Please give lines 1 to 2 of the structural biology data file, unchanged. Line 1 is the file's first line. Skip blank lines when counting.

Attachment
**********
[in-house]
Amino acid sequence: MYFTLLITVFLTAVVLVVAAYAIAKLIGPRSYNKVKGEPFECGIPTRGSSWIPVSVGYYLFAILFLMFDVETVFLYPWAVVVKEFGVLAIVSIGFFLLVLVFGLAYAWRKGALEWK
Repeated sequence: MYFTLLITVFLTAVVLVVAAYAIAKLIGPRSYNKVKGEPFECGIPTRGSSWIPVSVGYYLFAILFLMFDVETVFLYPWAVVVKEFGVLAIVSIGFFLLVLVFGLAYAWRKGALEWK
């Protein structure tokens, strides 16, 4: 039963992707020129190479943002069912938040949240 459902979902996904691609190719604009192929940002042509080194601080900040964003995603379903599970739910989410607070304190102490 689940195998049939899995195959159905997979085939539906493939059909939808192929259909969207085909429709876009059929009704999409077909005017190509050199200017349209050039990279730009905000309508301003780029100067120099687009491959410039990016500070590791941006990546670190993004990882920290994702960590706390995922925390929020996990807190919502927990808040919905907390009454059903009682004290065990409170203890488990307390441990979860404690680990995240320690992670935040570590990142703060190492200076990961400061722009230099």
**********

[in-house]
Amino acid sequence: MYFTLLITVFLTAVVLVVAAYAIAKLIGPRSYNKVKGEPFECGIPTRGSSWIPVSVGYYLFAILFLMFDVETVFLYPWAVVVKEFGVLAIVSIGFFLLVLVFGLAYAWRKGALEWK